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A Comparison of Profitability and Economic Efficiencies Between Management-Intensive Grazing and Conventionally Managed Dairies in Michigan

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      Abstract

      A retrospective cohort study was designed to determine differences in profitability, asset efficiency, operating efficiency, and labor efficiency between Michigan dairy farms implementing management-intensive grazing (MIG) and conventionally managed dairy farms. Financial information and labor use data for the calendar year 1994 were collected with surveys and personal interviews from 35 MIGdairies and 18 conventionally managed dairies. Because the geographic distribution of MIG and conventionally managed farms in this study did not include Michigan's “dairy belt,” extrapolation of these results to an average Michigan or Midwest dairy should be made with care. Within the areas represented, however, multivariate linear regression indicated that MIG dairies had more economic profit than conventionally managed dairies. They captured this profit by being more efficient in asset use, operating practices, and labor use. These results suggest that MIG could provide a sustainable alternate management tool for portions of Michigan's dairy industry.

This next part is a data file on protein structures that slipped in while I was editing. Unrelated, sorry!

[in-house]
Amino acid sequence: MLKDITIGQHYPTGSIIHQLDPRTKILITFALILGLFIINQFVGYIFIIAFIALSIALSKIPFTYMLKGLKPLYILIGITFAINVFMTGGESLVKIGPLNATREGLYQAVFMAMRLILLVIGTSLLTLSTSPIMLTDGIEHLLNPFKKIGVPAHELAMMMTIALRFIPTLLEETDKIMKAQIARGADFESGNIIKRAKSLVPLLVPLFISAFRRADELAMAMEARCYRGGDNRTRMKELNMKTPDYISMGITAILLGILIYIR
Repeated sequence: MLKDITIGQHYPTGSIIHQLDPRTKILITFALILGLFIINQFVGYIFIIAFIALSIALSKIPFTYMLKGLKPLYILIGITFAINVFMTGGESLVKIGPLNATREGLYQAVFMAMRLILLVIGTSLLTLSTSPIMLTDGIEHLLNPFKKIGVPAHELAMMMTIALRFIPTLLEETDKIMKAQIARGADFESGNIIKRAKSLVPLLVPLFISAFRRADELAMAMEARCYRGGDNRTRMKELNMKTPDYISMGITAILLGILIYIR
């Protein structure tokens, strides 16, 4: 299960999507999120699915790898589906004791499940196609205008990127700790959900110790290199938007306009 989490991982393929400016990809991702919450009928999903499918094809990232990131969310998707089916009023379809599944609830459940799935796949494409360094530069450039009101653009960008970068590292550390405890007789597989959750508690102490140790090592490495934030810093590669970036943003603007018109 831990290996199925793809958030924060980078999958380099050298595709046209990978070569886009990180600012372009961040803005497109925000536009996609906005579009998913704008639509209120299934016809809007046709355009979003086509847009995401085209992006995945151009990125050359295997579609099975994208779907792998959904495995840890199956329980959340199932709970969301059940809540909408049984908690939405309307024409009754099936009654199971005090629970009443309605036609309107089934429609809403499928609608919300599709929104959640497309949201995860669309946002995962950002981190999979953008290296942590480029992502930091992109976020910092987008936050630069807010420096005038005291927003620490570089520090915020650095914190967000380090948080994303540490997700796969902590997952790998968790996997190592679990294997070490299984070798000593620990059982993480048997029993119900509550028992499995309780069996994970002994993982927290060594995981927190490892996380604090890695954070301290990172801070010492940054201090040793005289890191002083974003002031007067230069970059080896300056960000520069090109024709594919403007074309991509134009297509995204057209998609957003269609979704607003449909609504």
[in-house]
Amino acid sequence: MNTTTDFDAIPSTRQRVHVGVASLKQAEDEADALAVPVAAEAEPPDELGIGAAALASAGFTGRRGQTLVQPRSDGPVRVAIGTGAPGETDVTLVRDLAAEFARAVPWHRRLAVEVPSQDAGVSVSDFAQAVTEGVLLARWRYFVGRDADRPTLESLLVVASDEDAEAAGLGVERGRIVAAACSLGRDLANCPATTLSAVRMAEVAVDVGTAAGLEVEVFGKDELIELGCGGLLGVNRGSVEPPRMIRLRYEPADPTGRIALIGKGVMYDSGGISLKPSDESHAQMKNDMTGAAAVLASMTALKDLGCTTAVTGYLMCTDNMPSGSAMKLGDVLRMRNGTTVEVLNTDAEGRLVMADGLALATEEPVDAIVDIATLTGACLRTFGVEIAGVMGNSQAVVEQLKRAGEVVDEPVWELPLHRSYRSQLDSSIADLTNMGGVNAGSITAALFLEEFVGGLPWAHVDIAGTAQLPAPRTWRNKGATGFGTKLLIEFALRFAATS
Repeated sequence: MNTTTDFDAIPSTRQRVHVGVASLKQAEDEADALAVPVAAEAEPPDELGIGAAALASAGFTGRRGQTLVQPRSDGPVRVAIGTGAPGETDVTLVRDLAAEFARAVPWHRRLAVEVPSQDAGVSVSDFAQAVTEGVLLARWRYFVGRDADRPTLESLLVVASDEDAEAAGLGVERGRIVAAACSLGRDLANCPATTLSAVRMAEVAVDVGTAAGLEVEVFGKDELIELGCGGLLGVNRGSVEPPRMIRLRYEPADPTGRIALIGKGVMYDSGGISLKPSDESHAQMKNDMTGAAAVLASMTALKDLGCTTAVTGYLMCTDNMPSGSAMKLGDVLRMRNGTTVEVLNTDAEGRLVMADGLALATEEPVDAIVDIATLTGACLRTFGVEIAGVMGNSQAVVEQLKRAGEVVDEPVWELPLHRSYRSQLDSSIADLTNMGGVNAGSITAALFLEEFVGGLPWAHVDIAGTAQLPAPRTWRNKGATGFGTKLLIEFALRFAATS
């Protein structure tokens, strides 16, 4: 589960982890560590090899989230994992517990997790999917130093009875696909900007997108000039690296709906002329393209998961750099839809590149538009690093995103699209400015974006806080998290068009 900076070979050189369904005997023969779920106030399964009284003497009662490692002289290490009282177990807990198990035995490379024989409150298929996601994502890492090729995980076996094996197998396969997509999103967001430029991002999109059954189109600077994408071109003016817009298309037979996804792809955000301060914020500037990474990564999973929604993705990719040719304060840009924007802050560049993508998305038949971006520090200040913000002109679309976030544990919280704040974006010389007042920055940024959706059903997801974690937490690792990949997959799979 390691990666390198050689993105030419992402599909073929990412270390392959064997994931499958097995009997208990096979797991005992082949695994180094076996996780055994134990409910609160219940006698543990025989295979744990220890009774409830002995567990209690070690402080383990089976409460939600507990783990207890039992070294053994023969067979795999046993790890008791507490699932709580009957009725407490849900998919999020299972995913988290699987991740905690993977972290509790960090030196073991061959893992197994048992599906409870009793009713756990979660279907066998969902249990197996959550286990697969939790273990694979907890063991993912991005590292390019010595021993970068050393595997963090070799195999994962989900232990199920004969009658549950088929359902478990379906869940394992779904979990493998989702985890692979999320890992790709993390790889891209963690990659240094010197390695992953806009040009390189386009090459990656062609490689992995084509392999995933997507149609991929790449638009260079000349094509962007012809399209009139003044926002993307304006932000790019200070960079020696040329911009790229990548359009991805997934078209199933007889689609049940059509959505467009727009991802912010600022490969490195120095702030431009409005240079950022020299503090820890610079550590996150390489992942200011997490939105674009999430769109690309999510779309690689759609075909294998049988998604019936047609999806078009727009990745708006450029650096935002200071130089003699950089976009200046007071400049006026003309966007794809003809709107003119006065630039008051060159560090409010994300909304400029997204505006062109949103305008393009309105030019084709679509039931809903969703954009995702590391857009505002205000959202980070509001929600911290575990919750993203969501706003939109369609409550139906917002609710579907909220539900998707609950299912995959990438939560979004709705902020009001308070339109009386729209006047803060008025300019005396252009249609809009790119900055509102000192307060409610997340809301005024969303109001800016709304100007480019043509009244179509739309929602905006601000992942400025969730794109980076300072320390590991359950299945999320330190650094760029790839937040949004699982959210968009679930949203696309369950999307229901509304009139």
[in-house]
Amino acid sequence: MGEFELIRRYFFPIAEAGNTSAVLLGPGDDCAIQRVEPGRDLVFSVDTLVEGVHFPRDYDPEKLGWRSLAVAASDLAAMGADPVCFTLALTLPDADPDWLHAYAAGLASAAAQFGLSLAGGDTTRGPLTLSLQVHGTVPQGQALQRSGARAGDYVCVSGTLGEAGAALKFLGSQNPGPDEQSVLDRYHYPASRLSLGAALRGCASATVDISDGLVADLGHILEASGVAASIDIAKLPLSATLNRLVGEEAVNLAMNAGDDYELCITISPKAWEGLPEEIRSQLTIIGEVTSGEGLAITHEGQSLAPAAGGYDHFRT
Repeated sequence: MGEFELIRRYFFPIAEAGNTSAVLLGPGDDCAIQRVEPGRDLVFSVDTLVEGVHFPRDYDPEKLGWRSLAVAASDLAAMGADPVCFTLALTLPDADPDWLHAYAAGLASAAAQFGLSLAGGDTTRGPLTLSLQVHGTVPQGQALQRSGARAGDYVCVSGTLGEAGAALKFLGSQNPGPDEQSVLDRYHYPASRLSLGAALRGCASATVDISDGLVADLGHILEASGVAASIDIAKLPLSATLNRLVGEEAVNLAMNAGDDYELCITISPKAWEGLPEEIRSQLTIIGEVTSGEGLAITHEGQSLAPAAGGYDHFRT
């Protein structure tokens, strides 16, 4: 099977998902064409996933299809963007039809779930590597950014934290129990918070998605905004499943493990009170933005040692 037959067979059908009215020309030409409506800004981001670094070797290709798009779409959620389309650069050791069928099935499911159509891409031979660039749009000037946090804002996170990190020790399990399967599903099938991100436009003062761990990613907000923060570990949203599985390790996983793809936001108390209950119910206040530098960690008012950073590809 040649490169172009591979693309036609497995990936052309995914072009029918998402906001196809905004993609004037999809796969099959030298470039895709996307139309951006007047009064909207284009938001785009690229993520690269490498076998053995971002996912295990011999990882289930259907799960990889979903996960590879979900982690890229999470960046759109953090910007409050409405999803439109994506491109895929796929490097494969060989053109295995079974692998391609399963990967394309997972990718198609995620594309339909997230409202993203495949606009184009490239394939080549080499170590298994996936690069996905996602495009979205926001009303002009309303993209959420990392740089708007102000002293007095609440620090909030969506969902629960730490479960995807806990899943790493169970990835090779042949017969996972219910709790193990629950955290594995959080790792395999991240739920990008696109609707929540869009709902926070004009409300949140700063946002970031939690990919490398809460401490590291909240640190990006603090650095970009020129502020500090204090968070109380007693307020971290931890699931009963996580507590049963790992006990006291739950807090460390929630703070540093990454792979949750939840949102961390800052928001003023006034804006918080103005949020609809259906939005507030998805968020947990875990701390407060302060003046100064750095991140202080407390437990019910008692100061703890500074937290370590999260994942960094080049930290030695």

Key words

      Abbreviation key:

      ATO (asset turnover), MIG (management-intensive grazing), NFI% (net farm income percent), aNFI (accounting net farm income per cow), eNFI (economic net farm income per cow), VFP (value of farm production per labor hour)

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